Otherwise, like I said, there’s going to be more Flint Michigans and more Texas or Texas is. Because water is at once a local national and a global issue, we have to also pressure politicians at every level, local state and federal. If you , subscribe to your local papers, which everyone should do.

And if you see articles related to water, definitely try to read those. And identify who your local water generalists are and follow them on social media.

, for example, I recently read a couple of interesting articles about how the city of LA can potentially become water self-sufficient and I would never have imagined that that was even possible, but apparently it is.  And I’m finding this kind of journalism to be really educational and provides me with material that I can refer to.

When asking elected officials or those who are running for office about what they’re planning on doing about it, if they want my vote or my support. So next let’s reallocate some of the attention we give to federal politics on local politics. Getting involved in local politics can often feel the most empowering for citizens because. for those of you on social media, for example, would like to engage with politics. I’m sure you’ve all had the experience of maybe repeatedly trying to get the attention of your Congress, people or your senators to no avail. I mean, they, even if they are personally using their accounts directly and it’s not being handled by a staff member, which in most cases, I think it is, but if it’s not, then they’re not reading our comments.

Coming on there briefly to post before they log back off and go to their fundraising or whatever it is they’re doing. So, whereas local politicians can often be more responsive and accessible, be it on social media or otherwise, you know, old fashioned methods of the phone letters.  And here you can often make the biggest difference, even just as an individual, 

 Follow people also, who are at the forefront of grappling with water scarcity issues, such as Jay Famiglietti, uh, he’s the executive director of the global Institute for water security and he hosts a podcast called what about water.

 And also check out the author. I mentioned earlier, David Zetland who specializes in the politics and economy of water. He also talks a lot about solutions.  And lastly, I just want to quickly refer to the build back better act and the infrastructure, investment and jobs act.

Which would allocate funds related to water infrastructure and water safety.  So in an ideal world, both of these would get passed, but there are disagreements among Democrats about how to go about this. And at the time of this recording, there still hasn’t been a vote in the house on the infrastructure, investment and jobs bill, not to mention that for other more systemic reasons, having to do with the dysfunctional way our government works.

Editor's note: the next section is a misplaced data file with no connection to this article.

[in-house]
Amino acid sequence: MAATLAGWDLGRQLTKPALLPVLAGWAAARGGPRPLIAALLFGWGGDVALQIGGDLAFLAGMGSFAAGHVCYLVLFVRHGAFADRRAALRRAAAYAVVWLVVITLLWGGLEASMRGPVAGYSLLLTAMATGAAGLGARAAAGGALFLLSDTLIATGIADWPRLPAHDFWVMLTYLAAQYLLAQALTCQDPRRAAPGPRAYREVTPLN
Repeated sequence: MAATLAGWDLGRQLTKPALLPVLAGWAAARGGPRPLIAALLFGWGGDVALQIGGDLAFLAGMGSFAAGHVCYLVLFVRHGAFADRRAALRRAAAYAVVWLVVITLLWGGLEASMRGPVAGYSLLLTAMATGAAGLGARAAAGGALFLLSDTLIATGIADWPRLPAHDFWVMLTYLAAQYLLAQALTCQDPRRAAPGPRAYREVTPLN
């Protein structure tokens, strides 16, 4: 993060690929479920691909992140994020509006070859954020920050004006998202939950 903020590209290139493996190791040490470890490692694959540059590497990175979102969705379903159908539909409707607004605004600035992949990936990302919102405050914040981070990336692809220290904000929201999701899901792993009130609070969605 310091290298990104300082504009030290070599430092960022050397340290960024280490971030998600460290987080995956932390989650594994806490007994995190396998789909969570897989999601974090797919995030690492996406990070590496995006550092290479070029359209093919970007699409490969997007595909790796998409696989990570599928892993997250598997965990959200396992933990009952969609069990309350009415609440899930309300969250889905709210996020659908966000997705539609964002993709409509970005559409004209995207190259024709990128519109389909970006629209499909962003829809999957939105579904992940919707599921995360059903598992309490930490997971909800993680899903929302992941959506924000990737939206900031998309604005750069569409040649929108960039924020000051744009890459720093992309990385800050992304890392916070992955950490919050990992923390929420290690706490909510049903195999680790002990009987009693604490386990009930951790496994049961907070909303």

I’m personally, skeptical that these bills would get passed. And even if they do, there’s the question of what they get past the current Supreme court. And this is a topic we’ll be coming back to another episode is because it’s so important and it links to so many other issues and societal crises, which is the issue of how certain structural barriers make it exceedingly difficult to sufficiently address these problems.  

This brings me to the last point I want to make, which is that water needs to become more of a frontline issue. More people now understand the importance of climate change and the infrastructure, and are talking about these things more, which is great because they’re super important and they relate to water.

But water also, it just needs to be talked about more on its own as its own issue so that we don’t just continue taking it for granted as this infinite resource. That’s just always going to be there magically when we turn on our faucets. Cause it’s not. And even though the house, Harkonnens of the world continue their pursuit of power and wealth by prioritizing spice above all else.

Which has the unfortunate effectof continuing to make water scarce and add water stress throughout regions of the world. We Fremen can continue to fight in certain ways to ensure that despite all these problems, if we can only just manage it well enough, there can be enough fresh, clean, safe water  for all.

 Because water  belongs to the tribe.

 I want to thank you for joining me until next time I am the mythologist and this is the end.

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About The Pop Mythologist

The Pop Mythologist
The Pop Mythologist is the founder and editor of PopMythology.com. He has been a staff writer for the nationally distributed magazine KoreAm , the online journal of pop culture criticism Pop Matters and has written freelance for various other publications and websites.